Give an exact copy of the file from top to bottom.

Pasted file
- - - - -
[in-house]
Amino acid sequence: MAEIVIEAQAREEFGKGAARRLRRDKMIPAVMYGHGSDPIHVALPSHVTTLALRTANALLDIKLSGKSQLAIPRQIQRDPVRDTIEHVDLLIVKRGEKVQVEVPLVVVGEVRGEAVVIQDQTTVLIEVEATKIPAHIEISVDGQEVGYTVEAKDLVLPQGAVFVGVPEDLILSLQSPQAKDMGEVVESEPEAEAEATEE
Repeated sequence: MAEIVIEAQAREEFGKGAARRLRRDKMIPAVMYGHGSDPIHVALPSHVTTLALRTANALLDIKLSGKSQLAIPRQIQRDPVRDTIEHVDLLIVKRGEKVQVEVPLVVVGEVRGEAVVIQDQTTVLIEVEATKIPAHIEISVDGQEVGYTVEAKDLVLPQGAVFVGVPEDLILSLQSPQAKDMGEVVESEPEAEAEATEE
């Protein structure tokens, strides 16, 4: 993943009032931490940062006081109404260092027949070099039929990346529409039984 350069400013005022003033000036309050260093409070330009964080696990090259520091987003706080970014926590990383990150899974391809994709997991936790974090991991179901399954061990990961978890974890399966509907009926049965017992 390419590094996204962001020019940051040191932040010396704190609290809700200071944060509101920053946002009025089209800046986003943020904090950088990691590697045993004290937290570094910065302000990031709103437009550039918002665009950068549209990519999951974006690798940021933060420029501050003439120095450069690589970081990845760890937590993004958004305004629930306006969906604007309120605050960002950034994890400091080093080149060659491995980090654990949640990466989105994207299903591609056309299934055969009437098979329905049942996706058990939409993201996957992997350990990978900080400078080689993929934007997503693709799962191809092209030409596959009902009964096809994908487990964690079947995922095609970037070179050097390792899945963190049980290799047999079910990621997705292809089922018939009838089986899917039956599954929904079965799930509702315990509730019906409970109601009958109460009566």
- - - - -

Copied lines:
[in-house]
Amino acid sequence: MAEIVIEAQAREEFGKGAARRLRRDKMIPAVMYGHGSDPIHVALPSHVTTLALRTANALLDIKLSGKSQLAIPRQIQRDPVRDTIEHVDLLIVKRGEKVQVEVPLVVVGEVRGEAVVIQDQTTVLIEVEATKIPAHIEISVDGQEVGYTVEAKDLVLPQGAVFVGVPEDLILSLQSPQAKDMGEVVESEPEAEAEATEE
Repeated sequence: MAEIVIEAQAREEFGKGAARRLRRDKMIPAVMYGHGSDPIHVALPSHVTTLALRTANALLDIKLSGKSQLAIPRQIQRDPVRDTIEHVDLLIVKRGEKVQVEVPLVVVGEVRGEAVVIQDQTTVLIEVEATKIPAHIEISVDGQEVGYTVEAKDLVLPQGAVFVGVPEDLILSLQSPQAKDMGEVVESEPEAEAEATEE
């Protein structure tokens, strides 16, 4: 993943009032931490940062006081109404260092027949070099039929990346529409039984 350069400013005022003033000036309050260093409070330009964080696990090259520091987003706080970014926590990383990150899974391809994709997991936790974090991991179901399954061990990961978890974890399966509907009926049965017992 390419590094996204962001020019940051040191932040010396704190609290809700200071944060509101920053946002009025089209800046986003943020904090950088990691590697045993004290937290570094910065302000990031709103437009550039918002665009950068549209990519999951974006690798940021933060420029501050003439120095450069690589970081990845760890937590993004958004305004629930306006969906604007309120605050960002950034994890400091080093080149060659491995980090654990949640990466989105994207299903591609056309299934055969009437098979329905049942996706058990939409993201996957992997350990990978900080400078080689993929934007997503693709799962191809092209030409596959009902009964096809994908487990964690079947995922095609970037070179050097390792899945963190049980290799047999079910990621997705292809089922018939009838089986899917039956599954929904079965799930509702315990509730019906409970109601009958109460009566």